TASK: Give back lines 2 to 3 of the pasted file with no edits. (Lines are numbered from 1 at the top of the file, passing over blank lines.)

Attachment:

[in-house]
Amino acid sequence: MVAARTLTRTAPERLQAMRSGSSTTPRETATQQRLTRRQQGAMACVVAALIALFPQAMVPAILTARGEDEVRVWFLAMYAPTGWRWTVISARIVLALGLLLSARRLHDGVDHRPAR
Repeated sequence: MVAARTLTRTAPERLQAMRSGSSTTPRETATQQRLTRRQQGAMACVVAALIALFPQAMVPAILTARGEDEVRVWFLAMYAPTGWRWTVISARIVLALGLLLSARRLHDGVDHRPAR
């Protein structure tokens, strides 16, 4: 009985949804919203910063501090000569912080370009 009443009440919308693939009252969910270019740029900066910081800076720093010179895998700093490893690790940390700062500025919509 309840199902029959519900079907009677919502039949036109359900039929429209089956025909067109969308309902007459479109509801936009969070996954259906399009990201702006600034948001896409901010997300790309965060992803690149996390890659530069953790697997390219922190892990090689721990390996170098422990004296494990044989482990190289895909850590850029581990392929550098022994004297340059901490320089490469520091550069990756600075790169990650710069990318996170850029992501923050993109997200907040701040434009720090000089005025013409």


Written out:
Amino acid sequence: MVAARTLTRTAPERLQAMRSGSSTTPRETATQQRLTRRQQGAMACVVAALIALFPQAMVPAILTARGEDEVRVWFLAMYAPTGWRWTVISARIVLALGLLLSARRLHDGVDHRPAR
Repeated sequence: MVAARTLTRTAPERLQAMRSGSSTTPRETATQQRLTRRQQGAMACVVAALIALFPQAMVPAILTARGEDEVRVWFLAMYAPTGWRWTVISARIVLALGLLLSARRLHDGVDHRPAR